The life of a component supplier is a difficult one in the aerospace and business aviation industries. Being dependent on the airframe manufacturers for business severely limits a company’s ability to expand to new markets. But at least one engine manufacturer is having a good go of it these days.
Pratt & Whitney Canada PT6
British Columbia-based Viking Air, which purchased a number of de Havilland Canada type certificates from Bombardier last year, announced last month it was going to begin production on the turboprop Twin Otter. This will be the company’s first venture into aircraft production, having provided service and support on its DHC type certificates since last year.
Rocket Engineering of Spokane, Wash.–the company involved in the Piper Malibu JetProp DLX Pratt & Whitney Canada PT6A conversion–is at it again. This time Rocket has been quietly working for the past two years on a P&WC PT6A-35-powered Beechcraft Duke BE60 conversion.
Czech aircraft designer and manufacturer Evektor-Aerotechnik, best known for a line of light piston singles, will begin promotion of its new EV-55 twin turboprop at the EAA AirVenture fly-in at Oshkosh, Wis., later this month. The unpressurized aircraft, partly financed by the Czech government, is priced at $1.7 million and is expected to sell as an alternative to turboprop singles such as the Cessna Caravan.
Osceola Mills, Pa.-based Innodyn will be showing off its latest turboprop engine–the TwinPack–later this month at EAA AirVenture in Oshkosh, Wis. Over the past several years the company has been quietly working on fuel-efficient, low-cost 200- to 300-shp turboprop aircraft powerplants with 5,000-hour TBOs. Building on this work, Innodyn has developed the 500-shp TwinPack, which combines two of its 250-shp turbines through a common gearbox.
Deliveries of the Beech King Air C90GT, a more powerful version of the C90B intended to compete with the impending very light jets (VLJs), are scheduled to start in December. Two 750-shp Pratt & Whitney Canada PT6A-135 turboprop engines will replace the current 550-shp PT6A-21s, boosting top speed to 270 knots from 240 knots and cutting in half the time it takes to reach 30,000 feet.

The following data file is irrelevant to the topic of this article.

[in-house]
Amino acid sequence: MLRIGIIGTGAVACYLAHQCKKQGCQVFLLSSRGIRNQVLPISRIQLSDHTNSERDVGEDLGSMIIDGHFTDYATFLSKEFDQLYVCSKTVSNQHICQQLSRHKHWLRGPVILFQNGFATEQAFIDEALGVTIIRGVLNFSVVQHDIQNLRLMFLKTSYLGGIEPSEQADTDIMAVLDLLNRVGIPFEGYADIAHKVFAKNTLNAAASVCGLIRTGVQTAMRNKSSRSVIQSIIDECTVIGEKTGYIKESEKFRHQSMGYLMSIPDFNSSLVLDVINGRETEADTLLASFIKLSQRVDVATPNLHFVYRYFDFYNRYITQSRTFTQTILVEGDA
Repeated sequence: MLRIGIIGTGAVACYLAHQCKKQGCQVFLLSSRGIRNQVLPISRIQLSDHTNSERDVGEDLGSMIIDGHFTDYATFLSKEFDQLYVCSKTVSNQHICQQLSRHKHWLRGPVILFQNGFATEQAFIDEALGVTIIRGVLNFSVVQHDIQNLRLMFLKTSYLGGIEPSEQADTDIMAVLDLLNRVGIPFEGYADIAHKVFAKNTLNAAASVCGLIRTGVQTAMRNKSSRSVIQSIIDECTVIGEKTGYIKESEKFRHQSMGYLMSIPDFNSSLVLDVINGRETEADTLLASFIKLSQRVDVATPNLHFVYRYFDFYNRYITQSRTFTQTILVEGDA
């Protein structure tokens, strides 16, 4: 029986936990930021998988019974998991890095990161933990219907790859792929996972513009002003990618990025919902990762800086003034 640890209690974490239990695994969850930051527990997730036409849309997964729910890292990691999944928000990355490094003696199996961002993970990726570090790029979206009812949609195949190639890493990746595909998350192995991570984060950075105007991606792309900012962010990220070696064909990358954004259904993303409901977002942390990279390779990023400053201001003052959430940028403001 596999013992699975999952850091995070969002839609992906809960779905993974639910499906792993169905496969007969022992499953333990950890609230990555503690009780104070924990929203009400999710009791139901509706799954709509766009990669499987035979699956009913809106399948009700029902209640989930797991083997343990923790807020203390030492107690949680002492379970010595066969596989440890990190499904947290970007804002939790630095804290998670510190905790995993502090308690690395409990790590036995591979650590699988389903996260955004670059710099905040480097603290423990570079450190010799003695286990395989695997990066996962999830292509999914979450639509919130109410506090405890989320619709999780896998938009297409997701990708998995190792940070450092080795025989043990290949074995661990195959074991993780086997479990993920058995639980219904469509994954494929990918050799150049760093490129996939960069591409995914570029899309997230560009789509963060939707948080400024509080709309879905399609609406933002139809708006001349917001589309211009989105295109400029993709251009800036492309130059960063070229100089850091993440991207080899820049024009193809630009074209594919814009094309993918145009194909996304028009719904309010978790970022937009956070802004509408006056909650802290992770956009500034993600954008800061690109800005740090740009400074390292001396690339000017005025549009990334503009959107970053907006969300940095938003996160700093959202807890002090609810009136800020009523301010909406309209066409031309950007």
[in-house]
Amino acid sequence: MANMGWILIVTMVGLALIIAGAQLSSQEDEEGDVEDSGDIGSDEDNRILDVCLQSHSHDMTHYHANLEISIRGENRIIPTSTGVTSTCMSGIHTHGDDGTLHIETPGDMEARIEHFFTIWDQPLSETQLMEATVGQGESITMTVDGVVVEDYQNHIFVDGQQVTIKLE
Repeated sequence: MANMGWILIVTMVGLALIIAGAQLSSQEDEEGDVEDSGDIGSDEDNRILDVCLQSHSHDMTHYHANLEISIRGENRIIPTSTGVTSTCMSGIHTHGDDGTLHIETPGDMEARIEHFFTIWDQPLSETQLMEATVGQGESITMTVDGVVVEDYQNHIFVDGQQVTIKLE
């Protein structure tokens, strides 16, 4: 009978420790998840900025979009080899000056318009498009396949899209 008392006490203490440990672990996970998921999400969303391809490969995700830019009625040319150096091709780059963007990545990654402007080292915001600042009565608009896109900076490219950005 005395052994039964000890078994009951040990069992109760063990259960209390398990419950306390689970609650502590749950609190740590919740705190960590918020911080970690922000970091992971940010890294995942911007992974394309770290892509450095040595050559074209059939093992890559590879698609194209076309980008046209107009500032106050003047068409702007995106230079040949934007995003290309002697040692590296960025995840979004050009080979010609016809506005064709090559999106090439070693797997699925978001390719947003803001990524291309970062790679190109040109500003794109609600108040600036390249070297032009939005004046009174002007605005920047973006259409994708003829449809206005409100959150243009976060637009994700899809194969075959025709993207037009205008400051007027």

Like the mythical phoenix, the AASI Jetcruzer 450/500 may arise from its ashes to fly again, this time as a single-turbofan, experimental airplane rather than a certified single-turboprop pusher. It was in April 2002 that Advanced Aerodynamics & Structures Inc. (AASI), after completing its acquisition of the bankrupt Mooney Aircraft Co., changed its name, as expected, to Mooney Aerospace Group (MASG).
Ibis Aerospace flew its second production Ae270 Propjet fitted with the Pratt & Whitney Canada PT6-66A in late February from Aero Vodochody’s flight-test facilities near Prague, Czech Republic.
The first prototype G160 Ranger, Grob-Werke’s second turboprop single, flew for the first time on March 29 from the company’s facility in Tussenhausen-Mattsies, Germany, about 60 miles from Munich.The seven-seat, Pratt & Whitney Canada PT6A-42A-powered G160 is an expansion of the four-seat G140TP, which first flew in December 2002 and is expected to obtain certification late this year.
The second prototype of the Bell/Agusta BA609 tiltrotor is now flying in airplane mode, after starting its flight test regimen in helicopter mode on November 9 last year. It operates from Cameri, an Italian Air Force airfield near Milan.